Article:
As he goes into St. Louis Sports Hall of Fame, Bob Rowe solves mystery about 1968 Pro Bowl reference

By Howard Balzer

For years, former St. Louis Cardinals defensive tackle Bob Rowe wondered why he was listed as having played in the Pro Bowl in 1968, his second season in the NFL and first as a starter.

“If I went, I must have been suffering from a concussion,” he joked. The website, pro-football-reference.com, had him in that season’s Pro Bowl, as did the Cardinals media guide.

Rowe will be inducted in the St. Louis Sports Hall of Fame Monday night and his one request was that there be no reference to his having played in that Pro Bowl game. When he was presented with a plaque this fall that will be displayed at his high school field in Flushing, Mich., a story in the local paper mentioned the phantom Pro Bowl as the mystery intensified.

“I don’t want misinformation out there especially when you’re with other professional football players that you played with,” Rowe said. “Maybe they know or don’t know, and maybe they don’t care. But I do.”

In recent years, he had family members try to set the record straight, but nothing was accomplished.

Meanwhile, he has often wondered if it was Dave Rowe, a New Orleans Saints defensive tackle, that was in that game. Coincidentally, Bob (43rd from Western Michigan) and Dave (53rd from Penn State) were second-round NFL draft choices in 1967 and they were born 28 days apart in 1945. They also both played in the East-West Shrine Game after their senior seasons and then the College All-Star game against the Green Bay Packers.

It now can be considered a mystery solved and record corrected. After researching the issue, it has been confirmed that Dave was in the Pro Bowl in 1968, the first season Bob was a starter for the Cardinals.

After communicating with pro-football-reference.com and the Cardinals, the website now credits Dave and not Bob with that Pro Bowl appearance and the Cardinals have removed Bob from their list of 1968 Pro Bowlers.

One part of the mystery still unsolved is how he came to be listed in the team’s media guide. It turns out that Bob’s name wasn’t there for 36 years until it suddenly appeared in 2005. It is believed that someone saw Bob’s pro-football-reference.com record that included the Pro Bowl and contacted the Cardinals, who then added it without doing further research.

Meanwhile, living now in North Carolina, Dave Rowe had no idea this had been the case. He did confirm he was in the Pro Bowl and added that Tom Landry was the coach of the East team.

He also joked, “I would guess over the years as a player and broadcaster I have been asked 1,000 times or more if he (Bob) was my brother.”

As for that second season, Bob recalls being upset that he wasn’t starting during his rookie year. He approached defensive coach Chuck Drulis and told him, “I’m a second-round pick. I’m not a bench-rider. I don’t know if I want to come back to the team next year. He said, ‘Are you out of your mind? Next year, you will be starting.’” Drulis kept his word.

He missed only one game and two starts for the remainder of his career.

And, truth be told, Bob did have Pro-Bowl caliber years during his nine seasons with the Cardinals from 1967 to 1975. He played 122 games, starting 111, and according to researcher John Turney, amassed 53.5 career sacks, which did not become an official NFL statistic until 1982.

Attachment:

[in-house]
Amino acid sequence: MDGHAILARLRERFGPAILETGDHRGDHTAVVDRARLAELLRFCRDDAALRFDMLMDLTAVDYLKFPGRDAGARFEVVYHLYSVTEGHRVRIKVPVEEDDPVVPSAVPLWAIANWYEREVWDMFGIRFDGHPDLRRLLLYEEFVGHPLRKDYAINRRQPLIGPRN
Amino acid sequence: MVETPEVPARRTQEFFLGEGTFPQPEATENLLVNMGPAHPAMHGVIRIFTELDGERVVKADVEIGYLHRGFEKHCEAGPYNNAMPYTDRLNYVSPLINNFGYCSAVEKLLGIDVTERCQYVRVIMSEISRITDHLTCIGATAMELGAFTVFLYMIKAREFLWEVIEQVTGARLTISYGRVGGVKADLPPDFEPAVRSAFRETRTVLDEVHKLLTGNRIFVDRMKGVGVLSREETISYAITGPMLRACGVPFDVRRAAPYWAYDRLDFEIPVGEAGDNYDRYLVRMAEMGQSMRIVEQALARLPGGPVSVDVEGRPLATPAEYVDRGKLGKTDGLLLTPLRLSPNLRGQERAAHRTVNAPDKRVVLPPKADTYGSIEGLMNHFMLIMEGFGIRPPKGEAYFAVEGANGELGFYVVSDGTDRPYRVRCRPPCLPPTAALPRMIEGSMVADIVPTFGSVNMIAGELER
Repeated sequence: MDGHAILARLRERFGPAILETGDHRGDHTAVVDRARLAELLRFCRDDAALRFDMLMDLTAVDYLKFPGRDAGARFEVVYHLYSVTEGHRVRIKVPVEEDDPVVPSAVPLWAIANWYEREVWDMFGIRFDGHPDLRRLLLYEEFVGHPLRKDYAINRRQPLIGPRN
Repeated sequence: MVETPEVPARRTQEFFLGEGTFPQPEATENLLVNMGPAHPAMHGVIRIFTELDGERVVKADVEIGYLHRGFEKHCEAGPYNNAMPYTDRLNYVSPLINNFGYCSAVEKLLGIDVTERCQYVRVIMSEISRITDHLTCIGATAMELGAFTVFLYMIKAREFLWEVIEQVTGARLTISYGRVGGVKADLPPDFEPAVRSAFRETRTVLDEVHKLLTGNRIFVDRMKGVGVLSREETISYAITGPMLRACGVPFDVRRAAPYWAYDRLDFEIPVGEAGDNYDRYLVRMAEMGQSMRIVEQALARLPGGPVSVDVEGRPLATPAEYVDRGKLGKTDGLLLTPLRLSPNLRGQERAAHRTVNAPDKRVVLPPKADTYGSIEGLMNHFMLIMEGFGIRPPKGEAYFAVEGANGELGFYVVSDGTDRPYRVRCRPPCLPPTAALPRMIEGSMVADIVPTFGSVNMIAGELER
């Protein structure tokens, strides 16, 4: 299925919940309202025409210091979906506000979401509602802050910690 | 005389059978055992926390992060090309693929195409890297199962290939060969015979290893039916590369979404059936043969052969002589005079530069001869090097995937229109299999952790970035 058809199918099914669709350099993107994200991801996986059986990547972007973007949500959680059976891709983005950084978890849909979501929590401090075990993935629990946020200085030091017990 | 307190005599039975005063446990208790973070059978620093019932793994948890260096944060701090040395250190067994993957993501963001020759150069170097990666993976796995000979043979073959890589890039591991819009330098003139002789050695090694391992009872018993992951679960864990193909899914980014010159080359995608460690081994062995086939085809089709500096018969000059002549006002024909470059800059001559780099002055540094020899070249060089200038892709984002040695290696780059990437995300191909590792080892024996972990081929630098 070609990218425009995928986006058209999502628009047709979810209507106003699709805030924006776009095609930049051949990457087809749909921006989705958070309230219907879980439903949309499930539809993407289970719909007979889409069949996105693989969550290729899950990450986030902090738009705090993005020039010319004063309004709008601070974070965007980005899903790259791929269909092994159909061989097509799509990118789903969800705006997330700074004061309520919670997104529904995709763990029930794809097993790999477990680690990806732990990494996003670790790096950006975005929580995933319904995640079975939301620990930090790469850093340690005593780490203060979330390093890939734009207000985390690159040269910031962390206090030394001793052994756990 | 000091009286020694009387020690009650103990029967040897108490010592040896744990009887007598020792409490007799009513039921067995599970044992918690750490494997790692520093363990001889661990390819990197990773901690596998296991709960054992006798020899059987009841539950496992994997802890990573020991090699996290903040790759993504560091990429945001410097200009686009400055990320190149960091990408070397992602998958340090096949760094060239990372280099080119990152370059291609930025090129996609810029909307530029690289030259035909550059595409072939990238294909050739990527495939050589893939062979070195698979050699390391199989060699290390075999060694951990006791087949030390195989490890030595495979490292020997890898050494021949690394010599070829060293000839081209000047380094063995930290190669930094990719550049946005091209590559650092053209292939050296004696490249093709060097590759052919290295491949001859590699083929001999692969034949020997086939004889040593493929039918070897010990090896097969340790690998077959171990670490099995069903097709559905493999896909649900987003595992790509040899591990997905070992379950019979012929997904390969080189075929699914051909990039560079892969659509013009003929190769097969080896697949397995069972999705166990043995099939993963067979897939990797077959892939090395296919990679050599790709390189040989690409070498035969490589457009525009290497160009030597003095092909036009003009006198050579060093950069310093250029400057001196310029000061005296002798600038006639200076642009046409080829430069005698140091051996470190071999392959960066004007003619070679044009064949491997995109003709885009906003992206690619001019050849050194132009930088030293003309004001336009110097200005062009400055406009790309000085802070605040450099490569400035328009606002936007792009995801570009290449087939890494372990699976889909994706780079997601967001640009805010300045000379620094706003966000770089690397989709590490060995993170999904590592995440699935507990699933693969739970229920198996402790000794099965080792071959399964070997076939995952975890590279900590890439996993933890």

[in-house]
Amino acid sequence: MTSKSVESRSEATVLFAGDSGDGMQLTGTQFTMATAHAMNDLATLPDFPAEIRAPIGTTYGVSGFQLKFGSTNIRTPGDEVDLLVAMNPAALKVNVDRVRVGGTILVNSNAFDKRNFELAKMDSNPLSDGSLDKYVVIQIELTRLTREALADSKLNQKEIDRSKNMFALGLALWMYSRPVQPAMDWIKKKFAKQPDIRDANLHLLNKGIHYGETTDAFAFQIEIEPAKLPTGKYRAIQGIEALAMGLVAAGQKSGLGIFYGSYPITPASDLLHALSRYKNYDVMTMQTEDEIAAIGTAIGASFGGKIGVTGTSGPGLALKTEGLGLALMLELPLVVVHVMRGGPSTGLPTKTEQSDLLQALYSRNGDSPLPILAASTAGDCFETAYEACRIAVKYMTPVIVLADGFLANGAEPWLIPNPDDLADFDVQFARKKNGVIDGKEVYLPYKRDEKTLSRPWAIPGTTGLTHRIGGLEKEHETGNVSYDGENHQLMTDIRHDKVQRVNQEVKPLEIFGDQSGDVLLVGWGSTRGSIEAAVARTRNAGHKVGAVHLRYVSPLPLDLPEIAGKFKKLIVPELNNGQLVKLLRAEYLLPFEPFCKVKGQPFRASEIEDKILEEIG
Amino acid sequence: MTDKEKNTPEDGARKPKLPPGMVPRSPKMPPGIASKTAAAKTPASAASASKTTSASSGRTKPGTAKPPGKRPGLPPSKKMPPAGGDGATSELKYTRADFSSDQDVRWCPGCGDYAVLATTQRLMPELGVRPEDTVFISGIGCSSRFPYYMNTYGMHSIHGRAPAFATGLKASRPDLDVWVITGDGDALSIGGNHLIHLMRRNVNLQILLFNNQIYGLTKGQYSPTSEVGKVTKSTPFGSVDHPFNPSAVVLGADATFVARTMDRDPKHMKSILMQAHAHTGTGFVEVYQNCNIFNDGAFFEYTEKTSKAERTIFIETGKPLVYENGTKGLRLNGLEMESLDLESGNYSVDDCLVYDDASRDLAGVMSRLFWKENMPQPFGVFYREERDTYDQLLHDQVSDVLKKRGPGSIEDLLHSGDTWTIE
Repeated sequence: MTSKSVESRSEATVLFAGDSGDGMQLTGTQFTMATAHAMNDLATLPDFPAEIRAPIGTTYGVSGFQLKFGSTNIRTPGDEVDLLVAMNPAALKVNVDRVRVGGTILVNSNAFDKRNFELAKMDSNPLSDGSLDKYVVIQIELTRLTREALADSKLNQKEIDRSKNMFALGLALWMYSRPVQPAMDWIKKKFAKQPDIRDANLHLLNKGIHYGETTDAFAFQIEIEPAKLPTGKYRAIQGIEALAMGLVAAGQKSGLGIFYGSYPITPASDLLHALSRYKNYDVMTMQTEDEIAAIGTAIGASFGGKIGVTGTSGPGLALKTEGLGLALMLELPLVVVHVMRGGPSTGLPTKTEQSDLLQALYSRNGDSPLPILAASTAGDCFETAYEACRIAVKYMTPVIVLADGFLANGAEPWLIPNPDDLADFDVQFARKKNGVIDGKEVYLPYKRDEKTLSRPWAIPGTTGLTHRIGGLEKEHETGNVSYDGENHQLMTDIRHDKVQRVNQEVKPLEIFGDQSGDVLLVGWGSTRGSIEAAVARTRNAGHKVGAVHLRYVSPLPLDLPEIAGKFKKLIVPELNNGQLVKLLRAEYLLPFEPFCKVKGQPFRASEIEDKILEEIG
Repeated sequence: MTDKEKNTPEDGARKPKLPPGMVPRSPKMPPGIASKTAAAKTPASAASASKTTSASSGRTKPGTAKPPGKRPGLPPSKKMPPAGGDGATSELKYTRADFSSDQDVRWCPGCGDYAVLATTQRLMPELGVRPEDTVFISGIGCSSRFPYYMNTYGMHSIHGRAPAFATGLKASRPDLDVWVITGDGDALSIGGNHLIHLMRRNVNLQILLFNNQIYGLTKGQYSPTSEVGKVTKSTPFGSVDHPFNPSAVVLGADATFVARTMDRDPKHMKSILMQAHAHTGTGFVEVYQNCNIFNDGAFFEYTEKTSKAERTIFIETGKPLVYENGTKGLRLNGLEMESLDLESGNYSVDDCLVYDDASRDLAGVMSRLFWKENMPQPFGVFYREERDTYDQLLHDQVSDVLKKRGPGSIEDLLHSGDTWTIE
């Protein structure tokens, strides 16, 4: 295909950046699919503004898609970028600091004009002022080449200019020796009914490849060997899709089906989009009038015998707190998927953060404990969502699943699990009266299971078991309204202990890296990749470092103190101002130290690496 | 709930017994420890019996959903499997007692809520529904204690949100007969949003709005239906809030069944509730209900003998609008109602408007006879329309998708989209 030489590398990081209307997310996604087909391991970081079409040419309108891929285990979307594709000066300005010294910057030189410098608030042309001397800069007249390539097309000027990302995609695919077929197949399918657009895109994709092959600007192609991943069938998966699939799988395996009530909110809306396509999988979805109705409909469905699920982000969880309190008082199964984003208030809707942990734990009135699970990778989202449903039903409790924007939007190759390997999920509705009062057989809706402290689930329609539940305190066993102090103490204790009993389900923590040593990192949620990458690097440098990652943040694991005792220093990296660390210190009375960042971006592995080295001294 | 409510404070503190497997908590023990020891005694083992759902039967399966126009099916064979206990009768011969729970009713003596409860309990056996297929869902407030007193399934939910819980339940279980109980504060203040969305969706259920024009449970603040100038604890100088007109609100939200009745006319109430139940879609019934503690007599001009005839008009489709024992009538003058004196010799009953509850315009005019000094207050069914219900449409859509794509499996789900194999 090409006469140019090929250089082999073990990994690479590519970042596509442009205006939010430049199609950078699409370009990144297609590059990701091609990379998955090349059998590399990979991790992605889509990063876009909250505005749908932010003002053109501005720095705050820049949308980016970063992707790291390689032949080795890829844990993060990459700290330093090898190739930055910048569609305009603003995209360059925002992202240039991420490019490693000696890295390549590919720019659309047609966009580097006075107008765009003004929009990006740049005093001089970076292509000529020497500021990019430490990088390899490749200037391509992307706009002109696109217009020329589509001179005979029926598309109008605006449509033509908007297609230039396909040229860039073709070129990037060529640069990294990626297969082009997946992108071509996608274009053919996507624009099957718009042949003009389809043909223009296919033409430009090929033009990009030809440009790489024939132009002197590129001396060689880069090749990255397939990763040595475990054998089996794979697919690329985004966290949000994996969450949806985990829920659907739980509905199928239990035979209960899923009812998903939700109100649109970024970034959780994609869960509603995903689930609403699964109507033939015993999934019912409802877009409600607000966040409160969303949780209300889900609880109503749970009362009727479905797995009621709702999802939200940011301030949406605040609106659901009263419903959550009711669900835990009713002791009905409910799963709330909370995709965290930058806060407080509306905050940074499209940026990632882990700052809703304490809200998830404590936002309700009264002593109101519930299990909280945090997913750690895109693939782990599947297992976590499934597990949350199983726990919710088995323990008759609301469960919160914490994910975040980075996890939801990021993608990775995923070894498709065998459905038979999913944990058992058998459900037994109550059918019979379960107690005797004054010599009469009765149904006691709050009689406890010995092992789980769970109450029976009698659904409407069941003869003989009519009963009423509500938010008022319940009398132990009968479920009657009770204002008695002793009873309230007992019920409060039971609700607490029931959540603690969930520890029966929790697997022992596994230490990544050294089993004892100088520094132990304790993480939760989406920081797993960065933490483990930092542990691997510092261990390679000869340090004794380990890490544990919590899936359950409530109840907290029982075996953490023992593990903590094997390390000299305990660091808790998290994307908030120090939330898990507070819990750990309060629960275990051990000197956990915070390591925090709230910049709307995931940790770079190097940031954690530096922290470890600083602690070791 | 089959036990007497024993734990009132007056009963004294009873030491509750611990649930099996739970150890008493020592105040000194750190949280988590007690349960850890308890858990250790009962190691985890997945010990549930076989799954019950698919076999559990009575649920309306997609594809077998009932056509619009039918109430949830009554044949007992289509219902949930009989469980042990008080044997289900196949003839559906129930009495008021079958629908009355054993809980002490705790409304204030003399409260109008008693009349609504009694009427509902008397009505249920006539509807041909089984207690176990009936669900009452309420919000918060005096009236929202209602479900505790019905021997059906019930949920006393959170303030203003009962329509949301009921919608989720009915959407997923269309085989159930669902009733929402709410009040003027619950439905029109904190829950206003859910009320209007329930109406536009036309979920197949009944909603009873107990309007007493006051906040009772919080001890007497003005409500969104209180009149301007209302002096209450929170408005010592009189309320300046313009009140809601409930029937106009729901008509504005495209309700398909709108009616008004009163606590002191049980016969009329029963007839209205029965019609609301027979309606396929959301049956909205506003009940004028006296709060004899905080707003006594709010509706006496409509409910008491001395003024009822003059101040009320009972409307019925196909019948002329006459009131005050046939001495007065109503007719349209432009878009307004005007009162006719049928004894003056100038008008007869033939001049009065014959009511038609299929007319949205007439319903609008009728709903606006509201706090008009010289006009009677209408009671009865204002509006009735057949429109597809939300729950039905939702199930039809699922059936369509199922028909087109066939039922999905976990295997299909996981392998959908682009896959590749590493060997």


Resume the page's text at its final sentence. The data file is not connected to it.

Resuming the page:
Bob had 5.5 in 1968, which was third on the team, and 24.5 in his final three seasons, including 9.5 in 1973. Five times he led the team and tied for the lead once. That’s impressive on a team that didn’t have consistent pressure from their defensive ends.

He also had 9.5 blocked kicks in his career, including three blocked field goals in one 1972 game against the Baltimore Colts, which earned him an AP Defensive Player of the Week Award.

“I was always extremely quick off the ball,” Bob said, explaining his ability to penetrate for blocked kicks and sacks. “I could get to the guard and be off the ball as fast as any lineman in the NFL.”

That also helped him recover nine fumbles during his career. In 1969, he had two interceptions, one of which he returned 18 yards for a touchdown, according to pro-football-reference.com. That came on a screen pass attempted by Minnesota Vikings quarterback Joe Kapp. Bob remembered it being 19 yards, because he jokes, “If I caught it at the 20, I would have been stopped at the 1!”

His final three seasons coincided with Don Coryell’s first three seasons as the Big Red head coach, and the team made the playoffs in 1974 and 1975.

Bob has fond memories of Coryell.

He said, “He was a player’s coach. He put his players first. As a player, you couldn’t help but get excited because of his intensity; not wanting to let him down or his staff down. He was put on this earth to coach and be very creative and come up with the things that he did that turned offenses in the NFL around.”

He does, though, recall one quote from Coryell about his team’s defense, saying, “It’s Roger Wehrli and everybody else.”

Now, Bob Rowe isn’t just somebody else as a member of the St. Louis Sports Hall of Fame.

If truth be told, he is also a Hall of Fame man for always trying to set the record straight for the Pro Bowl that never was.

Howard Balzer has been covering pro football for 43 years and is the host of NFL Sunday Kickoff on 590 The Fan each week from 10-Noon. He is also co-host of the weekly Pro Football Hall of Fame show on SiriusXM NFL Radio and is one of 48 selectors for the Pro Football Hall of Fame.

 

 

 

 

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